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(CF2 = CFC1), a colorless gas with boiling point - 28.4°C; very poorly soluble in water, but readily soluble in organic solvents.

Chlorotrifluoroethylene has properties characteristic of fluorinated olefins; it readily undergoes radical polymerization and copolymerization with various vinyl monomers, such as tetrafluoroethylene, vinylidene fluoride, and ethylene. The compound is obtained by the dechlorination of 1,1,2-trichloro-1,2,2-trifluoroethane, CFC12—CF2C1, in the presence of zinc. It is stored in steel tanks. Inhibitors (1 percent tributylamine or dipentene) are added to prevent spontaneous polymerization.

Chlorotrifluoroethylene forms explosive mixtures with air in concentrations of 28.5–35.2 percent. It is used mainly for the production of polychlorotrifluoroethylene (a fluoroplastic), the co-polymer of chlorotrifluoroethylene with vinylidene fluoride, and chlorotrifluoroethylene telomers, which are used in the manufacture of chemically and thermally stable lubricants.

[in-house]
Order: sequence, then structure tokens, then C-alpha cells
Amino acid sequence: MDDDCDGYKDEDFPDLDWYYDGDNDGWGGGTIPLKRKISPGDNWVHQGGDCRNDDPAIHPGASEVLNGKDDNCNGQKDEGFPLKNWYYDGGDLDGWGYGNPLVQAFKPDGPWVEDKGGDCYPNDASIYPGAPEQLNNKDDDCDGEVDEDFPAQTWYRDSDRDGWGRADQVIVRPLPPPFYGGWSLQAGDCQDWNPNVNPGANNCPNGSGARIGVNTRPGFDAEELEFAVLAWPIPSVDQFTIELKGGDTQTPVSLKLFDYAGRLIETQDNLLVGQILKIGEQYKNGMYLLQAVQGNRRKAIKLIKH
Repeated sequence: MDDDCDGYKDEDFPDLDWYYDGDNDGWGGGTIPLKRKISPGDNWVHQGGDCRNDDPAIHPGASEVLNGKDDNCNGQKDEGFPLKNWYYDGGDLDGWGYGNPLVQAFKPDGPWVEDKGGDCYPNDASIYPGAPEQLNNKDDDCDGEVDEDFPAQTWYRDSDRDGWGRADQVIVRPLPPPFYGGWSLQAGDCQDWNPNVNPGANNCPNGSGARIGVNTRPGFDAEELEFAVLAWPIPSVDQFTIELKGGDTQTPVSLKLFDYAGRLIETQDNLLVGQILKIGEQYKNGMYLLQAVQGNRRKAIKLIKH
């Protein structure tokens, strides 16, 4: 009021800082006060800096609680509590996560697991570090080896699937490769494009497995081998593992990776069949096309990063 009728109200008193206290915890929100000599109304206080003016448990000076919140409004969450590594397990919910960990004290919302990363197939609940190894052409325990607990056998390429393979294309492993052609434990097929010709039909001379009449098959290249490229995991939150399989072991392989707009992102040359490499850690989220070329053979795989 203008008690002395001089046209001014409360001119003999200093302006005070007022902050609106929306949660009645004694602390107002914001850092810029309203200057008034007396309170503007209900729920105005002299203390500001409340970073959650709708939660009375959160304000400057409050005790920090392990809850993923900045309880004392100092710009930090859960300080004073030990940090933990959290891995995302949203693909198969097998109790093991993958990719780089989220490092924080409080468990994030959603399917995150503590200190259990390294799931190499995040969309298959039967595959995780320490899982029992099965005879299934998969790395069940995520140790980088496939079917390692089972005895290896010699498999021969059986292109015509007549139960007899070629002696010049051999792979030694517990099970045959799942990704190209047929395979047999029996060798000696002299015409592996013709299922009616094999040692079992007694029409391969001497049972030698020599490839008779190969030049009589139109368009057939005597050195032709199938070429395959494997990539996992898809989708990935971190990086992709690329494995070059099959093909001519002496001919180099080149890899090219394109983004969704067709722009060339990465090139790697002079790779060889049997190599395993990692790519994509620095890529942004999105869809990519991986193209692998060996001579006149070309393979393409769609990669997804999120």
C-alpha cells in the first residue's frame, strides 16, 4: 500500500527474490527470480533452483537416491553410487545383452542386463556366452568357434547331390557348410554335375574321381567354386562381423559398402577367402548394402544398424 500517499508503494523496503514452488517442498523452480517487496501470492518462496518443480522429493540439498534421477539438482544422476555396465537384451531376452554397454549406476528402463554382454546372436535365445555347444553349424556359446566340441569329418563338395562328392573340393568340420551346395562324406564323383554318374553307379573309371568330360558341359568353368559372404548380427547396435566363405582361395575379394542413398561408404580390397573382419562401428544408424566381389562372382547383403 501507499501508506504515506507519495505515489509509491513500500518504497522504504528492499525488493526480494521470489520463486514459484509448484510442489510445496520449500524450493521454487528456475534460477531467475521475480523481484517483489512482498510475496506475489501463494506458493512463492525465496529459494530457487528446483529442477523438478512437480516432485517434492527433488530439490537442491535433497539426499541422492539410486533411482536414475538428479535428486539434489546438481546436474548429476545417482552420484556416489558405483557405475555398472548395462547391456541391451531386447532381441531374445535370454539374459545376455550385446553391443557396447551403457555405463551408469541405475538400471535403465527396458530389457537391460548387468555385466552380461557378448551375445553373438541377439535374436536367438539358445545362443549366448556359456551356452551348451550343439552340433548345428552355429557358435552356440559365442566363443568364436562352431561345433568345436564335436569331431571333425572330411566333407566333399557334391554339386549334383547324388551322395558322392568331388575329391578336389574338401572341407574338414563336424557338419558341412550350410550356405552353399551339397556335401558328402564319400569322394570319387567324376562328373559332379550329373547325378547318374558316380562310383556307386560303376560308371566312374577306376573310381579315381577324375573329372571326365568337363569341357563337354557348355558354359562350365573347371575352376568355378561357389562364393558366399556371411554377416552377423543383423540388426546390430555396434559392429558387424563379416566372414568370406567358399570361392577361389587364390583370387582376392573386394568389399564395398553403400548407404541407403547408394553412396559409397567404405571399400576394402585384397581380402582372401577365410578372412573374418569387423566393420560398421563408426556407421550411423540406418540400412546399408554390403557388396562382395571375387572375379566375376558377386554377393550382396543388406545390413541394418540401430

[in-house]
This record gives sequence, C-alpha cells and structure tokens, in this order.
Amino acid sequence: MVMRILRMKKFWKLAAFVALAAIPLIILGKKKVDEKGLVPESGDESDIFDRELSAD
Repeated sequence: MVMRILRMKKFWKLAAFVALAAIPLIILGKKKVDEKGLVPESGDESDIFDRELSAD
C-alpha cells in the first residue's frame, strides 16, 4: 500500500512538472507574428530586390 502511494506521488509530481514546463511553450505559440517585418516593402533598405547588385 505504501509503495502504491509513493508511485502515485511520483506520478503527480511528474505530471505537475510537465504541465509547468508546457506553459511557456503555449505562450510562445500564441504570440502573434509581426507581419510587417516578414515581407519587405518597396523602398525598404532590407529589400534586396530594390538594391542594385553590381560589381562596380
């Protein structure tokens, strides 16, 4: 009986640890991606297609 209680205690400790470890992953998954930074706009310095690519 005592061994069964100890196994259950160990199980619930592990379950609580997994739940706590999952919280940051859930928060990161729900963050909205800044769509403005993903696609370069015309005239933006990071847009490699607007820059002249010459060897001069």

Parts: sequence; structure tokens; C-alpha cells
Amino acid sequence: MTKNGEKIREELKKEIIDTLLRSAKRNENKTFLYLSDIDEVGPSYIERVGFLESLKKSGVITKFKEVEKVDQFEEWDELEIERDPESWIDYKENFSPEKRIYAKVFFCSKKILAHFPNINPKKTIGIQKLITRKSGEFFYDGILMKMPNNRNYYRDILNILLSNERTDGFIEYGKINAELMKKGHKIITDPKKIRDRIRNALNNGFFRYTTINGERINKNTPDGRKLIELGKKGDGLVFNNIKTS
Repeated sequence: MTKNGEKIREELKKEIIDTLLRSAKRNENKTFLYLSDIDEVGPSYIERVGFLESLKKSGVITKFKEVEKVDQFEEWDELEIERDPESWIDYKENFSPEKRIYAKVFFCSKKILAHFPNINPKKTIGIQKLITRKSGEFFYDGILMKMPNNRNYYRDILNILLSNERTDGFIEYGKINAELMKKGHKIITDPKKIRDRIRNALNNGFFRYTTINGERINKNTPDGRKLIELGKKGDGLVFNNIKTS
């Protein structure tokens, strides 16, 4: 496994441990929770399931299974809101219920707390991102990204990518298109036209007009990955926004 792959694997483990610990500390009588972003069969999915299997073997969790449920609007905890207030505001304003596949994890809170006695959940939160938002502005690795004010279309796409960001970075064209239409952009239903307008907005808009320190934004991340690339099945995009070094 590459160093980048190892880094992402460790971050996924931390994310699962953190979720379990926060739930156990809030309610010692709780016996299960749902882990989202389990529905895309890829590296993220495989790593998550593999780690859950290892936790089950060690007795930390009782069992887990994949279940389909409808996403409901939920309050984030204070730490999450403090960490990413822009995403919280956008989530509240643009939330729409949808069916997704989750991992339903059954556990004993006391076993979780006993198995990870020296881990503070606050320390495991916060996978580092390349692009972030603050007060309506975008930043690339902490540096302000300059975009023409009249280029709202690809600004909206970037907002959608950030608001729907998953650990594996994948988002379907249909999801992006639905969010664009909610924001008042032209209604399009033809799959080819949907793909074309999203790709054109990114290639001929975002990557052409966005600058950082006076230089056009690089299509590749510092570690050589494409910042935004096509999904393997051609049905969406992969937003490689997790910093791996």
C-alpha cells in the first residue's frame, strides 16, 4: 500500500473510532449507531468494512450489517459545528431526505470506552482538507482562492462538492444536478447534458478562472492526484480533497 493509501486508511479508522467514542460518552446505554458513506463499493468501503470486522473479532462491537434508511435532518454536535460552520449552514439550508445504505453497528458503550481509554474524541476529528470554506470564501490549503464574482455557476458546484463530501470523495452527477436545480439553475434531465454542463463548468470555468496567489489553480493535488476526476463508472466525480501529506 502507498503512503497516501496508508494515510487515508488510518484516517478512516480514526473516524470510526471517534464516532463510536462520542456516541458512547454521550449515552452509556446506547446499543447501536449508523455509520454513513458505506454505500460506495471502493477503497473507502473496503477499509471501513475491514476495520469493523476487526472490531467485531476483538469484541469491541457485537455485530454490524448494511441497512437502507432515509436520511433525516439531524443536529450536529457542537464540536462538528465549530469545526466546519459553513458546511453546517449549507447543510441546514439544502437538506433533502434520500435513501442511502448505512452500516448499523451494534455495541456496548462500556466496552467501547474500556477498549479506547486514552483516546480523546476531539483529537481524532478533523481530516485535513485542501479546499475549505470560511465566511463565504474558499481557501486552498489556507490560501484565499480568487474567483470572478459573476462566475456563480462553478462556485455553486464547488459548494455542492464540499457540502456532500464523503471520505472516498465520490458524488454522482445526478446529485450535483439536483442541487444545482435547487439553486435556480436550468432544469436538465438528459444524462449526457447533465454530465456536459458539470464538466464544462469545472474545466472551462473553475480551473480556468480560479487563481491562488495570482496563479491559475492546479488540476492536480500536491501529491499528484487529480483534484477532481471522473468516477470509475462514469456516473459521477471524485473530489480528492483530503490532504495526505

References in periodicals archive ?
polyvinylfluoride, chlorotrifluoroethylene homopolymer, tetrafluoroethylene-ethylene copolyrner, vinylidenedifluoride-hexa fluoropropylene-tetrafluoroethylene terpolymer and other blends.
For example, polymers formed by copolymerizing tetrafluoroethylene, hexafluoropropylene, chlorotrifluoroethylene, perfluoro(alkyl vinyl ether), vinylidene fluoride, or vinyl fluoride with olefin monomers can be used.
To make the dispersions, equimolar amounts of chlorotrifluoroethylene and a variety of functionalized vinyl ethers were polymerized.
The most common commercially available fluoropolymers are based on monomers of tetrafluoroeth-ylene, vinylidene fluoride, and chlorotrifluoroethylene.
PVDF can copolymerize with many fluorinated alkene monomers, such as tetrafluoroethylene, chlorotrifluoroethylene, and hexafluoropropylene (HFP).
Similar reinforcement due to crystallinity in the binder was found in KF-800, a c opolymer of 3/1 mole ratio chlorotrifluoroethylene to vinylidene fluoride, in LX-17 PBX (14).